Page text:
National Labor Relations Board member Terence F. Flynn, a Republican, has resigned amid fallout from a May 2 Inspector General (IG) report alleging he improperly shared data on pending NLRB cases with former Chairman Peter Schaumber and others.

The controversy dates back to March, when NLRB IG David P. Berry released a preliminary report that drew similar conclusions. But Flynn repeatedly has denied any wrongdoing, and in his resignation letter to President Barack Obama and Board Chairman Mark Gaston Pearce, dated May 25, Flynn makes no mention of the allegations.

His July 24 departure will leave the five-person NLRB with three Democrats and only one Republican. Flynn has recused himself from any future board cases.

In the reports, Berry alleged, among other things, that Flynn had shared confidential information on pending cases to private management attorneys and provided Schaumber with confidential analyses prepared for board members related to the panel’s new rule governing procedures for workplace unionization elections.

Following the release of the May 2 report, some Democratic lawmakers and union leaders heightened their calls for Flynn’s resignation. “The conduct described in the reports breaches the most fundamental trust placed in a federal employee, particularly one entrusted to be an impartial adjudicator,” Senate Health, Education, Labor and Pensions Committee Chairman Tom Harkin (D-Iowa)  wrote in a May 8 letter to Flynn.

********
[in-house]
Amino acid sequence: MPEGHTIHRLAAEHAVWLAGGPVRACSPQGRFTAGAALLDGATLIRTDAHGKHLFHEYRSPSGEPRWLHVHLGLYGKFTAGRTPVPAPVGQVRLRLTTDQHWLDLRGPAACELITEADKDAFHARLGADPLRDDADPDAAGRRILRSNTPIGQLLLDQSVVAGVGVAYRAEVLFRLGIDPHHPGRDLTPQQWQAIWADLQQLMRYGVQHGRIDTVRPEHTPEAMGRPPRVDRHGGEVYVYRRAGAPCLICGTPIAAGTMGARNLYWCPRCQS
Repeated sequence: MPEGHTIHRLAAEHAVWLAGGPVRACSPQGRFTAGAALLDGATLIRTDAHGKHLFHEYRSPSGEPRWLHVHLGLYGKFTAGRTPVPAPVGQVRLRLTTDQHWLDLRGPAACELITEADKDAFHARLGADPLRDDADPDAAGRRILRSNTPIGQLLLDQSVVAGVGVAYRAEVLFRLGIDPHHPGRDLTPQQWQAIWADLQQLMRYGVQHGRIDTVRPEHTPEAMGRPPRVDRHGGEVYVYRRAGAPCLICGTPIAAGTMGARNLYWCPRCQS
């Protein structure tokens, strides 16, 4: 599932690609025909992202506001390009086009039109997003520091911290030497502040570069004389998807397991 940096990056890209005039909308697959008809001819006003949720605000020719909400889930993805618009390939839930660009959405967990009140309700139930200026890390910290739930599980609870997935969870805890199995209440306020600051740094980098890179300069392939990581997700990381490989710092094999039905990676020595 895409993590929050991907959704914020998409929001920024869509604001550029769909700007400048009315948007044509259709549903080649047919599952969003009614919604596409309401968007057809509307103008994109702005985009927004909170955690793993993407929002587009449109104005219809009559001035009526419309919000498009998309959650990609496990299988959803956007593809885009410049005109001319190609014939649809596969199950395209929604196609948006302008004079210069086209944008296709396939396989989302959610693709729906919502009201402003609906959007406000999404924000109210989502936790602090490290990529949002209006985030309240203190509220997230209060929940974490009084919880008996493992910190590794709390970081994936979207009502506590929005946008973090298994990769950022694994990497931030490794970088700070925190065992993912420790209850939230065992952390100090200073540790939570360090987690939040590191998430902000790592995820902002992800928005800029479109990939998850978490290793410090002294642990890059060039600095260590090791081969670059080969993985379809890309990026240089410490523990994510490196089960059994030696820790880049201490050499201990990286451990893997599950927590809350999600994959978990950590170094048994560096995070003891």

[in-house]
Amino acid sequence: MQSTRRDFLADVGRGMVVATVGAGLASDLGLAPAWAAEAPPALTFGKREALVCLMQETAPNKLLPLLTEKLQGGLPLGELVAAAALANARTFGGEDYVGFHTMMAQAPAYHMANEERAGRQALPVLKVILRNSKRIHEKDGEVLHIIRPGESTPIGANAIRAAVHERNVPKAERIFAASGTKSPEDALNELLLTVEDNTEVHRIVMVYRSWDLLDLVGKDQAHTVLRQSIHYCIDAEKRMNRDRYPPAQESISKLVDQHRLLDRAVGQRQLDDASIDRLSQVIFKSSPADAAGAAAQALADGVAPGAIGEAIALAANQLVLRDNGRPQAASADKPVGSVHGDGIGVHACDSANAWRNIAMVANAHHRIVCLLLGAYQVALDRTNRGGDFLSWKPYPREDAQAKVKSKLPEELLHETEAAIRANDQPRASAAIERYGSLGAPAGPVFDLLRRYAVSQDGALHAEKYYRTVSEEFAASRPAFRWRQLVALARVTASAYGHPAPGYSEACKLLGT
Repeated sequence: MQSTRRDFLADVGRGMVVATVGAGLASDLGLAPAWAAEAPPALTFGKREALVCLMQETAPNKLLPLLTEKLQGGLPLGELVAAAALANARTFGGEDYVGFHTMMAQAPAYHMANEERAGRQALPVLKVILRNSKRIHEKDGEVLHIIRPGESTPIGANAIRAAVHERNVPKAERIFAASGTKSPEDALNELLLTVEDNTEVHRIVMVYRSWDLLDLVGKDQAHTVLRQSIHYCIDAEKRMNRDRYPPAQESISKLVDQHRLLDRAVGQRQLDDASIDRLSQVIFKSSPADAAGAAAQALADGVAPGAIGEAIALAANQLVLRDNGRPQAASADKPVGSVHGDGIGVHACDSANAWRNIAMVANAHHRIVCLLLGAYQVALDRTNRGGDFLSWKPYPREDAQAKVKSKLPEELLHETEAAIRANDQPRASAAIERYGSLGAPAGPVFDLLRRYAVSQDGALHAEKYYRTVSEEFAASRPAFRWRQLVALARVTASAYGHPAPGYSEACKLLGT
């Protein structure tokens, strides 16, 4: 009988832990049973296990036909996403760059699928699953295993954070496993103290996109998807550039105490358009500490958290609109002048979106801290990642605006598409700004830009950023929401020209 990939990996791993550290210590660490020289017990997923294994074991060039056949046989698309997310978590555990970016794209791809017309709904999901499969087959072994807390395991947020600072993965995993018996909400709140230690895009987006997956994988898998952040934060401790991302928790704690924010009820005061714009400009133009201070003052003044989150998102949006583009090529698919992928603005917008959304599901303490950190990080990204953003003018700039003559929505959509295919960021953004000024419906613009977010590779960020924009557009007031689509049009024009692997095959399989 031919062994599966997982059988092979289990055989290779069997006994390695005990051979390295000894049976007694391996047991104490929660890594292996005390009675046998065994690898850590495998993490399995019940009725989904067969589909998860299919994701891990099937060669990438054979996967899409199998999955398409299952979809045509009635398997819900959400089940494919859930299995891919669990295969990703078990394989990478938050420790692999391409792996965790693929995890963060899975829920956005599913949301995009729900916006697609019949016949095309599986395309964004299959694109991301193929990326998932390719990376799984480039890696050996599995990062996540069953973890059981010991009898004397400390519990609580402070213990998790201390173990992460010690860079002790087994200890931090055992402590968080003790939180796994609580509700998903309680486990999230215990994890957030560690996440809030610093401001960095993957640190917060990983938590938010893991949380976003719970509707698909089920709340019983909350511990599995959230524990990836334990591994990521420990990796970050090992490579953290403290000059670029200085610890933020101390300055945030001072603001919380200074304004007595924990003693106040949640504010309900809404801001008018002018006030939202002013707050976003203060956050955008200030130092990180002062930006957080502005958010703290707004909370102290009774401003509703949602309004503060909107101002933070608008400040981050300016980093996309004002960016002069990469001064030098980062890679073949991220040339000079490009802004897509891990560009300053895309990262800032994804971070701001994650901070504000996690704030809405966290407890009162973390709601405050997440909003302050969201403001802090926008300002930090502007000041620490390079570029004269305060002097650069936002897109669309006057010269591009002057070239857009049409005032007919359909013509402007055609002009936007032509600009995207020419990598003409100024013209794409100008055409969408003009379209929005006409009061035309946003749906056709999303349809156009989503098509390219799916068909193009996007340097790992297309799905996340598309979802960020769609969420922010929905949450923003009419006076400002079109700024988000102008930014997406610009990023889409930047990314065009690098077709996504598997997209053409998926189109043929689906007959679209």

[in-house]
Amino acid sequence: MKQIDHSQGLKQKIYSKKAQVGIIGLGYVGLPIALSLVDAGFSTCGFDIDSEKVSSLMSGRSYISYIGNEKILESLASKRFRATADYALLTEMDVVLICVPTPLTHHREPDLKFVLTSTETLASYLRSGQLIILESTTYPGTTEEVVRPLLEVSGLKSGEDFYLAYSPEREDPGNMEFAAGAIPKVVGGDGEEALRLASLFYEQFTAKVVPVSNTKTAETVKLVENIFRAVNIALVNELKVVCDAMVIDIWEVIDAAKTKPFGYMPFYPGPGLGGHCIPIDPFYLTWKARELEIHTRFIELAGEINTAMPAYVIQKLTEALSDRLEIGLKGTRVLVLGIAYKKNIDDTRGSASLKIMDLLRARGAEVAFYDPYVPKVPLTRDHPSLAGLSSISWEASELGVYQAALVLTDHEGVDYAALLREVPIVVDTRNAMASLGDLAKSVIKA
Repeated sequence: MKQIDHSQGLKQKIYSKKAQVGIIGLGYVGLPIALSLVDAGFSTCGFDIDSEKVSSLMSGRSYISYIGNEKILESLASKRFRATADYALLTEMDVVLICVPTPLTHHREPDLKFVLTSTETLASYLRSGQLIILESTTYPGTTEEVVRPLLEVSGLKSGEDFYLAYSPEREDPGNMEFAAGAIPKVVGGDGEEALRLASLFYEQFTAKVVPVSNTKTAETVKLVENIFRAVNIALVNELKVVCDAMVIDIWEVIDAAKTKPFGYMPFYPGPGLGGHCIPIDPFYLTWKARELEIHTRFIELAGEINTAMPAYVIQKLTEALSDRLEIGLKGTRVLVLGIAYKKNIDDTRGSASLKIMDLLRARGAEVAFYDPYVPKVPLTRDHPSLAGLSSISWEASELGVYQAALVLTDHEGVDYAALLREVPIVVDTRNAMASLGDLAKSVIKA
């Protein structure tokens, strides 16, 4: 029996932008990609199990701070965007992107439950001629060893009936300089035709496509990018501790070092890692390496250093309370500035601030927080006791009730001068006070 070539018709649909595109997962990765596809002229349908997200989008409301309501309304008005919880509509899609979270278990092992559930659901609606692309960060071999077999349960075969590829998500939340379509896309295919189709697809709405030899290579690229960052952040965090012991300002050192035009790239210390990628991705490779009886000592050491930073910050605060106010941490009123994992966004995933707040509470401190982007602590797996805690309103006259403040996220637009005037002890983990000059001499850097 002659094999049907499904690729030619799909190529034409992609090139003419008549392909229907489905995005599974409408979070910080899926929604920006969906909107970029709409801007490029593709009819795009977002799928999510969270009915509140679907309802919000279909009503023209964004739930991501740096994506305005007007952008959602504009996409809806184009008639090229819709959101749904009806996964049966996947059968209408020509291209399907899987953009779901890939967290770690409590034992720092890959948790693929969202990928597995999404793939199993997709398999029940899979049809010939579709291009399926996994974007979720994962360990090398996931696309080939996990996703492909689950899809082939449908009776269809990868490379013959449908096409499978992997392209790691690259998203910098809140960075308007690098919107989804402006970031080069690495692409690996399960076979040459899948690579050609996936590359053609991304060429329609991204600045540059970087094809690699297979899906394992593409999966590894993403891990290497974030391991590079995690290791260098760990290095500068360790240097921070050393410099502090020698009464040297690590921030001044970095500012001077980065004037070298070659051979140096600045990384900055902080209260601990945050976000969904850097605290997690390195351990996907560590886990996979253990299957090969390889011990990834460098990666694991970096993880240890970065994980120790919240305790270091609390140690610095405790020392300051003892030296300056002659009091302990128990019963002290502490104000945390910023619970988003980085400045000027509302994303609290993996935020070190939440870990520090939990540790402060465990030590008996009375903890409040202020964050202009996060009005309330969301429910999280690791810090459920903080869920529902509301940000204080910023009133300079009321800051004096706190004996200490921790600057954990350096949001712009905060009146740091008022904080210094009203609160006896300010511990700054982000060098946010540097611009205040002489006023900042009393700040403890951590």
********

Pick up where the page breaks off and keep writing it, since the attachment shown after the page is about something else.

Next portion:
But some industry officials say they believe that Flynn was not given an adequate chance to respond to the allegations.  “It’s most unfortunate that Flynn was pushed into resigning under circumstances where he didn’t have full opportunity to defend himself,” says Denise Gold, associate general counsel for the Associated General Contractors. “The result is a heavy imbalance, with three members from one party and one from the other.”

She adds, “I think it’s another example of many [that show] how criticisms against the board and board members are often politically motivated regardless of which administration” is in office.

Flynn was one of three board members whom Obama appointed in January. The others were Democrats Sharon Block and Richard Griffin. All three of those appointments are controversial, however. In a case being considered by the U.S. Court of Appeals for the D.C. Circuit, Noel Canning, a small business operating in Washington state, is challenging the validity of any decisions made by the present board because Block, Griffin and Flynn were appointed while the Senate technically was in session, the firm asserts.

The U.S. Chamber of Commerce and the Coalition for a Democratic Workplace have intervened in the case in support of Noel Canning.

Meanwhile, board members will continue to deliberate and process cases, the four remaining board members said in a joint statement issued on May 29. Cases that had been assigned to Flynn will be reassigned.  Pearce said, “We are moving quickly to put the distractions of recent weeks behind us and to return the focus to where it belongs – on the issues and cases that American workers bring to us every day.”